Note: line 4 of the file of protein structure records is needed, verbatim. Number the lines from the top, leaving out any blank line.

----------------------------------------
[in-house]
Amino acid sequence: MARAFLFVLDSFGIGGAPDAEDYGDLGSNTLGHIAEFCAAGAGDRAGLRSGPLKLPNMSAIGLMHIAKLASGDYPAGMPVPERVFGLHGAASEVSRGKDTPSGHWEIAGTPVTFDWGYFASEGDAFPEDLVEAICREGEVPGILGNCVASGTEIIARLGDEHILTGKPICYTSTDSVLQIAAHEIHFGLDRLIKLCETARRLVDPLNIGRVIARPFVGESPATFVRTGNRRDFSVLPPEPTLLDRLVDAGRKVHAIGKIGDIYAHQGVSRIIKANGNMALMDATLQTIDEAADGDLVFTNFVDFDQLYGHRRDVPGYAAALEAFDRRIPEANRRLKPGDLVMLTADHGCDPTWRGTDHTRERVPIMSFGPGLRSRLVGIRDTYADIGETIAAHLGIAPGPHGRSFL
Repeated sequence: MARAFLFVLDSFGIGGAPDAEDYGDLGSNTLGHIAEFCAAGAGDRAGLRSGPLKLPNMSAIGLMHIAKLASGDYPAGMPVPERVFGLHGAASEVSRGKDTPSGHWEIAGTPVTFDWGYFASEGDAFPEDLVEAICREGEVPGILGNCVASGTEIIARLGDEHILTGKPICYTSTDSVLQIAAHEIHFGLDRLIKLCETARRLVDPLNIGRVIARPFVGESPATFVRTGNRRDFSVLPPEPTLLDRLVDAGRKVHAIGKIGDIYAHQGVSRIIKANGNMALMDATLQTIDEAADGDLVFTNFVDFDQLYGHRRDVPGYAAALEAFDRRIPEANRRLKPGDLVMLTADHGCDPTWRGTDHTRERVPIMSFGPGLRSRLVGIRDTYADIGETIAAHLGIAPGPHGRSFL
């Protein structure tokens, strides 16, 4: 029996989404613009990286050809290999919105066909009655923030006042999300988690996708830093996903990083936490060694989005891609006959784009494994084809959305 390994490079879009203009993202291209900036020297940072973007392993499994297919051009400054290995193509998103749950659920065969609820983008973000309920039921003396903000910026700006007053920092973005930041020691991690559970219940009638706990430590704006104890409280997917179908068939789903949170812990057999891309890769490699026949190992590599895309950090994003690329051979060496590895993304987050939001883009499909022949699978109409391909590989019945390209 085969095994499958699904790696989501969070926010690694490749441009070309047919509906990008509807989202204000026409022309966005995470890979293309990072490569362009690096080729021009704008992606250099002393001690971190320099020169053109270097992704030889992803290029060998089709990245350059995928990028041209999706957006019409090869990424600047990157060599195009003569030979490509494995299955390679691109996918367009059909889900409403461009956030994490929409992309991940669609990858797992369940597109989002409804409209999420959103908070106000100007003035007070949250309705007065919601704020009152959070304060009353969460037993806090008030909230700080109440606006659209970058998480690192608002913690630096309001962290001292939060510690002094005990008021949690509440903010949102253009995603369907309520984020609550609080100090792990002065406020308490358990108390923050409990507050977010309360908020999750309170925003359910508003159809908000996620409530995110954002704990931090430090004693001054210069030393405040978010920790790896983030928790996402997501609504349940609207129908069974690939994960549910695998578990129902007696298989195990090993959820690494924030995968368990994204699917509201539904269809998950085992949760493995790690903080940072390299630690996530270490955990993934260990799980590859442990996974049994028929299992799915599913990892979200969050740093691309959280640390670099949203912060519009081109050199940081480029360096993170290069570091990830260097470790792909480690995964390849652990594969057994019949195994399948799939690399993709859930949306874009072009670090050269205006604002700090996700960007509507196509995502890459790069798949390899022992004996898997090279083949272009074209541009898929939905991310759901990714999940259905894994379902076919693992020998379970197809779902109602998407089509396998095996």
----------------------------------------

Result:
């Protein structure tokens, strides 16, 4: 029996989404613009990286050809290999919105066909009655923030006042999300988690996708830093996903990083936490060694989005891609006959784009494994084809959305 390994490079879009203009993202291209900036020297940072973007392993499994297919051009400054290995193509998103749950659920065969609820983008973000309920039921003396903000910026700006007053920092973005930041020691991690559970219940009638706990430590704006104890409280997917179908068939789903949170812990057999891309890769490699026949190992590599895309950090994003690329051979060496590895993304987050939001883009499909022949699978109409391909590989019945390209 085969095994499958699904790696989501969070926010690694490749441009070309047919509906990008509807989202204000026409022309966005995470890979293309990072490569362009690096080729021009704008992606250099002393001690971190320099020169053109270097992704030889992803290029060998089709990245350059995928990028041209999706957006019409090869990424600047990157060599195009003569030979490509494995299955390679691109996918367009059909889900409403461009956030994490929409992309991940669609990858797992369940597109989002409804409209999420959103908070106000100007003035007070949250309705007065919601704020009152959070304060009353969460037993806090008030909230700080109440606006659209970058998480690192608002913690630096309001962290001292939060510690002094005990008021949690509440903010949102253009995603369907309520984020609550609080100090792990002065406020308490358990108390923050409990507050977010309360908020999750309170925003359910508003159809908000996620409530995110954002704990931090430090004693001054210069030393405040978010920790790896983030928790996402997501609504349940609207129908069974690939994960549910695998578990129902007696298989195990090993959820690494924030995968368990994204699917509201539904269809998950085992949760493995790690903080940072390299630690996530270490955990993934260990799980590859442990996974049994028929299992799915599913990892979200969050740093691309959280640390670099949203912060519009081109050199940081480029360096993170290069570091990830260097470790792909480690995964390849652990594969057994019949195994399948799939690399993709859930949306874009072009670090050269205006604002700090996700960007509507196509995502890459790069798949390899022992004996898997090279083949272009074209541009898929939905991310759901990714999940259905894994379902076919693992020998379970197809779902109602998407089509396998095996």